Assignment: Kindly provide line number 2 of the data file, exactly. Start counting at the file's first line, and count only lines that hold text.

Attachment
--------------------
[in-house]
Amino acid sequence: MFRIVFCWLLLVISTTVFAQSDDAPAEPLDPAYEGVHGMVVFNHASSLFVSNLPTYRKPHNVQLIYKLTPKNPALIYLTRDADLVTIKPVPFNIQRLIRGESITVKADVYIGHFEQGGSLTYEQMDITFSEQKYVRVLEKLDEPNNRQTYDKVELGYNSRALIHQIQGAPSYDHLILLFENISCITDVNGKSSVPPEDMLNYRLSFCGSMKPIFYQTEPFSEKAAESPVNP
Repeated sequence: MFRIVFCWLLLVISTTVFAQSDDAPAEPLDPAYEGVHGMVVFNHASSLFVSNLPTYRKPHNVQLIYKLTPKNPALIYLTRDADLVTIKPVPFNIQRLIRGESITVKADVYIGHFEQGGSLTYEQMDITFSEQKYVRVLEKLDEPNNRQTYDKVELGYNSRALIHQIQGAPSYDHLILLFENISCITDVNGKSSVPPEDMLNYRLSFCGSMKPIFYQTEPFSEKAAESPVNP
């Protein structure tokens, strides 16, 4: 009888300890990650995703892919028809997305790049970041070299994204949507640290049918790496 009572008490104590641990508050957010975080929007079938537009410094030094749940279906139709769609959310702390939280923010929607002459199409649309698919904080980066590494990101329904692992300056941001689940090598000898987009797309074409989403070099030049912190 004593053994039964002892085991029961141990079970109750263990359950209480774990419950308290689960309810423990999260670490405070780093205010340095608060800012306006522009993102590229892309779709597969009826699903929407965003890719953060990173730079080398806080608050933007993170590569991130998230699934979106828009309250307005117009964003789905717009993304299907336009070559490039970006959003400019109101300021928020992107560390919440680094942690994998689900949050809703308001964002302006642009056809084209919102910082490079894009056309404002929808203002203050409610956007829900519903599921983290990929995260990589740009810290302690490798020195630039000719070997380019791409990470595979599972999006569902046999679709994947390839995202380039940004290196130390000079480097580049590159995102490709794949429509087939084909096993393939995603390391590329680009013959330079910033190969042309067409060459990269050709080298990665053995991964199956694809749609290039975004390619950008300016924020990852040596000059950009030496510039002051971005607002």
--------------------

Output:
Amino acid sequence: MFRIVFCWLLLVISTTVFAQSDDAPAEPLDPAYEGVHGMVVFNHASSLFVSNLPTYRKPHNVQLIYKLTPKNPALIYLTRDADLVTIKPVPFNIQRLIRGESITVKADVYIGHFEQGGSLTYEQMDITFSEQKYVRVLEKLDEPNNRQTYDKVELGYNSRALIHQIQGAPSYDHLILLFENISCITDVNGKSSVPPEDMLNYRLSFCGSMKPIFYQTEPFSEKAAESPVNP